• “Think Hong Kong, Sydney, Vancouver, London, New York, San Francisco and Los Angeles. In all these places global capital — much of it from China itself — has boosted prices beyond what most middle-income families can afford. In each home ownership is now increasingly out of reach, particularly for the young.  Although some of this reflects market forces and capital flows, much of the price rise, particularly in California, parts of the Northeast, Britain and Canada reflect urban containment regulatory policies that restrict housing supply, particularly on the periphery, where land costs tend to be cheaper.”


  • “Recently these policies have been propelled by largely flawed notions that increasingly high density would make housing cheaper and produce lower GHG emissions. Actually, the densest places with the strongest regulation are almost always those with the highest levels of unaffordability. Yet it is in the energy arena where “green policies” have solicited the greatest push-back in a large number of countries.”




  • “The high energy costs derive from zealous climate change politics claiming that any energy source outside solar and wind are inherently dangerous to the health of the planet. This has included both the largest contributor to emissions reductions — replacing coal with natural gas — and emissions-free nuclear power. This dogmatism underlies efforts by government planners to raise the price of fuel in order to reduce consumption and force people onto transit.”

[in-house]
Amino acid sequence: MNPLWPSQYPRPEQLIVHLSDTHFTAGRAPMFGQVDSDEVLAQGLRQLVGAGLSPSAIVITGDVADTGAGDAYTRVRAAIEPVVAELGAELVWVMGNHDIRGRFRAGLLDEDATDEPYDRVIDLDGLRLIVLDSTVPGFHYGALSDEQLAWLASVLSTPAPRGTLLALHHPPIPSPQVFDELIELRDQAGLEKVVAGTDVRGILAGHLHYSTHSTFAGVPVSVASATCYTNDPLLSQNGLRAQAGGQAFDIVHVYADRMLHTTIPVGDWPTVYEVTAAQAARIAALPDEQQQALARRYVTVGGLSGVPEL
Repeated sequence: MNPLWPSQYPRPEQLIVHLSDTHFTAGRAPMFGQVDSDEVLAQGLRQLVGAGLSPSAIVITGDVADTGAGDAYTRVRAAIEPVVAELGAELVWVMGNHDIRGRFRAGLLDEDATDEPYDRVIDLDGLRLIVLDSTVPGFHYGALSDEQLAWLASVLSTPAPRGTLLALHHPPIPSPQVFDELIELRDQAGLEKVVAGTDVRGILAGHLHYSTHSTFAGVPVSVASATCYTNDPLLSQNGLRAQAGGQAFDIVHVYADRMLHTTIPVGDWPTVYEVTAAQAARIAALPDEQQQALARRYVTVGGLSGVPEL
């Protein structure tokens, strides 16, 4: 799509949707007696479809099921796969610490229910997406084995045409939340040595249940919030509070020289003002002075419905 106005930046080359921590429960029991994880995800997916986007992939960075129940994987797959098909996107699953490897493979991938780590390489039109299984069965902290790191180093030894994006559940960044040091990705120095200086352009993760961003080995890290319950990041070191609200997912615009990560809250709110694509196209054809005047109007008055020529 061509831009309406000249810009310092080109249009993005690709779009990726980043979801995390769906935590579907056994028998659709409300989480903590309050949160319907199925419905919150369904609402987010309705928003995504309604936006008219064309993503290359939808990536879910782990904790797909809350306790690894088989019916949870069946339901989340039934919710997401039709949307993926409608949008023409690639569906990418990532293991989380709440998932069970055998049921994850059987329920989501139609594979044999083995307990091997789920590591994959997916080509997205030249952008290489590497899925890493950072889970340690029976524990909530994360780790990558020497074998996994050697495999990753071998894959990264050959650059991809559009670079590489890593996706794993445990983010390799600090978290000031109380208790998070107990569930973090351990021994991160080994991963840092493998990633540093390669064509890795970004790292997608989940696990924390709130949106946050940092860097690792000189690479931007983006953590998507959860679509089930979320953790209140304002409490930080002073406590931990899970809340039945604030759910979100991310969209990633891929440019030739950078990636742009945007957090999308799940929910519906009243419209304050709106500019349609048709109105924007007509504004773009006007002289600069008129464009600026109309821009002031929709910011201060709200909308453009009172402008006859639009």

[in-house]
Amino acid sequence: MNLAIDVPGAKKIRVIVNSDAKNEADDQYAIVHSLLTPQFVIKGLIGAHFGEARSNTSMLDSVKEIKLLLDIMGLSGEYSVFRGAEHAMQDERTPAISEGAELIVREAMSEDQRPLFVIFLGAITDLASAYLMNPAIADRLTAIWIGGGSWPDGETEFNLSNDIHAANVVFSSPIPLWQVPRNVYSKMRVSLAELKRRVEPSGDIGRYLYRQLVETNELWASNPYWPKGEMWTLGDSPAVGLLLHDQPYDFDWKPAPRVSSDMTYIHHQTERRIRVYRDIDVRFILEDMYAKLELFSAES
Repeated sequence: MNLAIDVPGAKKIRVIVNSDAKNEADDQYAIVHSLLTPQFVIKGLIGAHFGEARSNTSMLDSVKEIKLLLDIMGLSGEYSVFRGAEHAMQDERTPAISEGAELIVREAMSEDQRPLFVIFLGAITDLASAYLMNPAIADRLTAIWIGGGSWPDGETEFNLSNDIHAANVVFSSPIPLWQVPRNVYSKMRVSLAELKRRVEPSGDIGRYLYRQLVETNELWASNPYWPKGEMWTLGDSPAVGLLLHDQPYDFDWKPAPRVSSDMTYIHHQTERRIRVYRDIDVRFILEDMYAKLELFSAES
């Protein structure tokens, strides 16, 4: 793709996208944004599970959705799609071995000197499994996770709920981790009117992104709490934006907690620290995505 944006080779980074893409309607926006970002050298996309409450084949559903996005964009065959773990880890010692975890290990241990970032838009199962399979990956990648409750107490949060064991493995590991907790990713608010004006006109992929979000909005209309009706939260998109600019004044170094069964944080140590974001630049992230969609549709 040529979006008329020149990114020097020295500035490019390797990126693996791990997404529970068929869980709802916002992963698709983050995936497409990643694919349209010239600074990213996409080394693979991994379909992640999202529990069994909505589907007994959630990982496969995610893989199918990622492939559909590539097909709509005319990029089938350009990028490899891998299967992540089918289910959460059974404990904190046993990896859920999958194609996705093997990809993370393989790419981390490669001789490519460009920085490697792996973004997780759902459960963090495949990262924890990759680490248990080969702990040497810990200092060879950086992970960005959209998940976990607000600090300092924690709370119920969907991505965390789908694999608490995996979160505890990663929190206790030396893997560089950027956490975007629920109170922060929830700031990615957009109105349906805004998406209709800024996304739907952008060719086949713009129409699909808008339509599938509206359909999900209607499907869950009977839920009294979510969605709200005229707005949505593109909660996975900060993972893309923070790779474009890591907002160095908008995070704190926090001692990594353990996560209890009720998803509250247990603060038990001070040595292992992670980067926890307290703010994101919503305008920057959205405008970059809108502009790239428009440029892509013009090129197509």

Sound familiar? It should, as this is what successive Liberal/NDP governments at both the federal and provincial levels have forced on us. Local governments are not immune, as much of their funding comes from provinces and Ottawa and they are good at “nudging” these local officials to take money for green initiatives that end up costing the middle class more of their ever dwindling money.


Countries you would least expect “rebellion” to happen in, like Norway and the Netherlands is happening  – with people saying “enough is enough,” as “steady energy price rises from green policies, as well as boosts in subway fares, have resulted in major protests around Chile’s capital Santiago, with 20 deaths and 1,200 injured.”